Stack Overflow is a community of 4.7 million programmers, just like you, helping each other.

Join them; it only takes a minute:

Sign up
Join the Stack Overflow community to:
  1. Ask programming questions
  2. Answer and help your peers
  3. Get recognized for your expertise

I installed and configured a Visual SVN server on Windows Server 2008. I was also able to install Tortoise SVN on Windows as my client tool. I'd like to get a client tool similar to Tortoise SVN for Linux and Apple operating systems.

http://www.visualsvn.com/server/licensing/

Few questions related to these installs...

(1) What is the recommended protocol for a repository, and what are the differences between them (ie: https, svn, etc..)?

(2) Do Linux or Apple operating systems require a specific protocol?

(3) What are the recommended Linux and Apple client SVN tools to connect to my Visual SVN Server? Right now, I only have Tortoise SVN configured on Windows as my client tool for checking in/out source code.

share|improve this question
up vote 1 down vote accepted

For Linux, try http://rabbitvcs.org.

For MacOS, XCode should support SVN. Check out this link, too: http://alternativeto.net/software/tortoisesvn/?platform=mac

Assuming you're developing, too, the Eclipse SVN plugin is a Pop Favorite on all platforms.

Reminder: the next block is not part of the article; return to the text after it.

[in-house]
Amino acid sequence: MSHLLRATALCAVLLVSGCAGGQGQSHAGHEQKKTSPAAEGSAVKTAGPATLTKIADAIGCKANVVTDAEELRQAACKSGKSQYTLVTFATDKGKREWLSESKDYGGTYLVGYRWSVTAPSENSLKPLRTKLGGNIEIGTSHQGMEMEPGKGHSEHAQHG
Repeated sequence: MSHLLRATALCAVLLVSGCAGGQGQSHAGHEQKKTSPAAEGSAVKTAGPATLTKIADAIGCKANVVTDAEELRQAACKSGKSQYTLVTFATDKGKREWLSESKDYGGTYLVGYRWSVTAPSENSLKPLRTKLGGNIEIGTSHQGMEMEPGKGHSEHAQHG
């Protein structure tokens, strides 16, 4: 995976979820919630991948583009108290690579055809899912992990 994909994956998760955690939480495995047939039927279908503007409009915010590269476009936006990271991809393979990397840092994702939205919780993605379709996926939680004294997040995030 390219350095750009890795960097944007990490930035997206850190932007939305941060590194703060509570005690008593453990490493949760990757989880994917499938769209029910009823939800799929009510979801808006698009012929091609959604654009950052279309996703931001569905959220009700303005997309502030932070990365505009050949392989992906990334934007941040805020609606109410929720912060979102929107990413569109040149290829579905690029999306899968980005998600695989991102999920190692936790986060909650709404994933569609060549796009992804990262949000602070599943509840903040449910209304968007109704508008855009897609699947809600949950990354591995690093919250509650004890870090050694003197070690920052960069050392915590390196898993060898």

share|improve this answer
  1. VisualSVN Server supports only HTTP(S) access. HTTPS is recommended since it's secure.

  2. No.

share|improve this answer
    
+1 .... thanks for the info! Do you know what server is installed when the protocol is "svn://"? I hope port 443 doesn't interfere with a web site (with a certificate) on the same server. That's all I am worried about when using 443. – MacGyver May 15 '12 at 23:21
1  
"svn://" protocol is provided by an independent server process called "svnserve" that uses a custom protocol over TCP/IP. It could be some custom-built Subversion server. BTW you can use 8443 for VisualSVN Server in case 443 is already used by a web server. – bahrep May 16 '12 at 9:07

Your Answer

 
discard

By posting your answer, you agree to the privacy policy and terms of service.

Not the answer you're looking for? Browse other questions tagged or ask your own question.